Off the Beaten Path

Today I was out doing some research for a project that we’re starting. It involved me going out into the village in an area not far from here.

I was in the process of taking some pictures and came to a house up on a hill. This older couple came out. By “older” I mean probably mid to late 50’s, but they had definitely had to work hard in their lives. As I approached the house the wife was trying to find a shirt to cover her toplessness. Believe it or not, this is not uncommon at all. Chris and I have seen more nakedness from the opposite sex than we ever expected to see in our lifetimes. You just sort of get used to it becuase there’s a different regard for it culturally here. So, the wife puts on a shirt while I’m meeting the husband, and then she came over to greet me too.

One of the things I love about Haiti is that when you get away from the main roads people are different. In our experience, people that live closer to the main roads have more access to aid and missions/NGO’s, so there tends to be a greater sense of entitlement. This is not true of everyone, but definitely something we notice in general. When you get away from the main roads there tends to be more of a sense of community. When you are further away from main roads and major centers you have less access to police etc so the community needs to work together more. Community leaders tend to take their responsibilities more seriously, and there really is more of a sense of people taking care of each other.

In the mountains and villages you tend to hear “Blan, ba’m…” (white, give me…) way less often, if at all. We find that these are often the places where we just get greeted because we are there, and we can have conversations that are much different than we would normally have in the major centers. The truth is, some areas have never seen white people because missions tend to set up where things are more accessible. Because of this you might meet kids that are scared because they have heard white people eat Haitian kids (no joke!), or they just haven’t seen anyone with a different color of skin. There is always one kid that will be brave and eventually reach out and touch the white person, and then coil back like they have been burned. Often it results in laughter. Then someone tries to pet the white persons arms because most Haitians don’t have arm hair. We whities are hairy beasts in comparison :)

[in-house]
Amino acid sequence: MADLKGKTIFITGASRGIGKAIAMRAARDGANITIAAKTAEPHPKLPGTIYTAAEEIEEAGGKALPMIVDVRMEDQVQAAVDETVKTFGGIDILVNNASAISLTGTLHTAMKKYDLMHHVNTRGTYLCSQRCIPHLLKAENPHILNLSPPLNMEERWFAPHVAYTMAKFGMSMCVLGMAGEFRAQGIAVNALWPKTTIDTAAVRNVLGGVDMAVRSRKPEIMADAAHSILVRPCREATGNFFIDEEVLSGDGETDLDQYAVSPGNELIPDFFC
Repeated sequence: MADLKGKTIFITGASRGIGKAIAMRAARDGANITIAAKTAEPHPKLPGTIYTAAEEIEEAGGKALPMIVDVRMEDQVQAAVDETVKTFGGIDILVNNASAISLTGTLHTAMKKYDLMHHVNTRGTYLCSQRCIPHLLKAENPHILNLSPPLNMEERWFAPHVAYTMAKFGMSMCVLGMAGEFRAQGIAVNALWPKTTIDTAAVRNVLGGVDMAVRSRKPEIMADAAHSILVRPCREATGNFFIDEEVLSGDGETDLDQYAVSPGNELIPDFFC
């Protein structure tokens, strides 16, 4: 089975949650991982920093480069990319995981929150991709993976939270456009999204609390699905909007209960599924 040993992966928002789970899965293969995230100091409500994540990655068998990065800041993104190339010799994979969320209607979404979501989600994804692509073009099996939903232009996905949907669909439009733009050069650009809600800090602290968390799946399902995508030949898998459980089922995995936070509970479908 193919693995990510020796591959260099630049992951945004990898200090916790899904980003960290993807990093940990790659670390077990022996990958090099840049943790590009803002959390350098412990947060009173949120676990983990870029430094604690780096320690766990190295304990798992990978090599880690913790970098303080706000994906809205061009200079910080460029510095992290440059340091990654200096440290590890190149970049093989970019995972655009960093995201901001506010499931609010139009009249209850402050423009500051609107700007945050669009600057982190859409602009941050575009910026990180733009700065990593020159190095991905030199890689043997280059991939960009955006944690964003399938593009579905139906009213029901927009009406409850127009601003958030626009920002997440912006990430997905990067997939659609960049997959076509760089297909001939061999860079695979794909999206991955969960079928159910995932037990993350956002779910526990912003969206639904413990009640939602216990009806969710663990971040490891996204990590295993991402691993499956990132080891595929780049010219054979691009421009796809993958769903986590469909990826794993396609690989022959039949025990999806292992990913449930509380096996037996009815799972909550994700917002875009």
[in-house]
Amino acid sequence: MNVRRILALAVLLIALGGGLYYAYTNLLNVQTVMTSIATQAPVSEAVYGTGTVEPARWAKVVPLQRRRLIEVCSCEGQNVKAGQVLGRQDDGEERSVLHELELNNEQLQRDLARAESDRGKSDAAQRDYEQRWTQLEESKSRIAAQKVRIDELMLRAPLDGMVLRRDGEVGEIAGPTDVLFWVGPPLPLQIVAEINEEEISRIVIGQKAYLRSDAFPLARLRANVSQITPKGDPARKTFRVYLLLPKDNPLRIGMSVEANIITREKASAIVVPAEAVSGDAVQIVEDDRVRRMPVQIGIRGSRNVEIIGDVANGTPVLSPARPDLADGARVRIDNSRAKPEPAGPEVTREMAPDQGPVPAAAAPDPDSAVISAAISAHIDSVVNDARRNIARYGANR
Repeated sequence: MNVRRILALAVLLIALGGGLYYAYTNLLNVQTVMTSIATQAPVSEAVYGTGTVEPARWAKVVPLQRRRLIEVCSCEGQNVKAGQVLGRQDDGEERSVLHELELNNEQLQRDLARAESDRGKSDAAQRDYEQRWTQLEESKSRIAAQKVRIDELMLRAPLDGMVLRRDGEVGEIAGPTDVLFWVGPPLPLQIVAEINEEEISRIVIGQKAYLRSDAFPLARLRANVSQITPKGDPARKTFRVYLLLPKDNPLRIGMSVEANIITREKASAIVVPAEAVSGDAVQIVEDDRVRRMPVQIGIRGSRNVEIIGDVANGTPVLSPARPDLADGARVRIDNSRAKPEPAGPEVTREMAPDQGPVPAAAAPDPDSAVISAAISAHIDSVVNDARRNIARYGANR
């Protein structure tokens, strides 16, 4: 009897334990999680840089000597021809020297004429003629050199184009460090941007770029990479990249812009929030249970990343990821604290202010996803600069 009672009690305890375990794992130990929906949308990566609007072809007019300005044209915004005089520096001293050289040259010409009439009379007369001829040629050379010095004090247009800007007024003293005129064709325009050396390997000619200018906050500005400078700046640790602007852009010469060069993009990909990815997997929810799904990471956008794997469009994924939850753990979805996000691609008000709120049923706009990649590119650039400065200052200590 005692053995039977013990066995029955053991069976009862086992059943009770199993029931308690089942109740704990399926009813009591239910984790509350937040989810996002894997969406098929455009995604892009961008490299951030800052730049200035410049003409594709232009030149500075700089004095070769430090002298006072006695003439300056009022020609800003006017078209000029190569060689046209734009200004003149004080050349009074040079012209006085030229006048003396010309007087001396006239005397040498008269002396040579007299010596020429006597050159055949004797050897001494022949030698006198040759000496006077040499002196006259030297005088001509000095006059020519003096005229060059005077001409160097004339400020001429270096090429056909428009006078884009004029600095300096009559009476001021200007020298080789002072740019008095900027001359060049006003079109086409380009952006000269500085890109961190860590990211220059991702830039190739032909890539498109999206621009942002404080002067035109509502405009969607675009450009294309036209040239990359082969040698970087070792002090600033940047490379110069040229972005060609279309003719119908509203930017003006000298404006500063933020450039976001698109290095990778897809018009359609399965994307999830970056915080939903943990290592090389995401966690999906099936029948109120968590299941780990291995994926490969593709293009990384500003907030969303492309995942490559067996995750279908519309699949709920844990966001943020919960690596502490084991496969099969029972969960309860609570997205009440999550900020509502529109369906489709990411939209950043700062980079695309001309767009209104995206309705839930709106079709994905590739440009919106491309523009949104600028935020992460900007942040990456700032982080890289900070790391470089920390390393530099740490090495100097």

The family that I met today were sweet. Not only did I meet the husband and wife, but also three of their kids. They have 9 all together! The youngest is 10 and the oldest was in his 30’s. One of their daughters is 7 months pregnant, and I met her husband as well. Their family has lived in that area for generations and has been responsible for farming a piece of land in the area. When I asked how old the big, big mango tree was on the land the man just said, “I don’t know, my grandfather planted it.” :)

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About Leslie

I'm Leslie. Wife. Mother. Missionary. In the day to day my husband and I are responsible for running Clean Water for Haiti, a humanitarian mission that builds and distributes water filters to Haitian families. Living in Haiti full time provides lots of stories, and as I tell my husband, our grandkids probably won't believe most of them. Maybe writing them down will give me some credibility.

3 thoughts on “Off the Beaten Path

  1. In my week with you a couple of years ago, I too was struck by the difference between the people in St Marc and along the roads on the one hand and the people in the villages in the Artibonite Valley, and in the mountains on the other. I hate to say it but I think some of our efforts to help, and the contact that entails, has worked to the detriment of the people we’re trying to help. I remember Chris refusing to take guff from some workers in a store in St. Marc. It concerned me at the time, but his response that morning, AND your on-going insistence on building indigenous capacity among your workers is definitely the better way to go. Respect (and self-respect) has to be maintained on both sides of the great divide that is race and nationality in Haiti, I think.

    • Thank you for this. We often feel criticized about how we work here, but we know the decisions we’ve had to make based on our experience over the years, and because we are aiming to do development work, not relief work. I think many times people come here to visit and the only context they have to put things in is their North American context, so they try really hard, but it doesn’t always work. In fact it rarely works. I appreciate that you’re willing to share how your thoughts have changed over the years.

  2. I had a crowd of kids, and one reached out to touch my hairy arm. But I wish you were there to tell me what they were saying when they saw the birthmark on my arm. White arm, black circle. They REALLY wanted to talk to me about that one.

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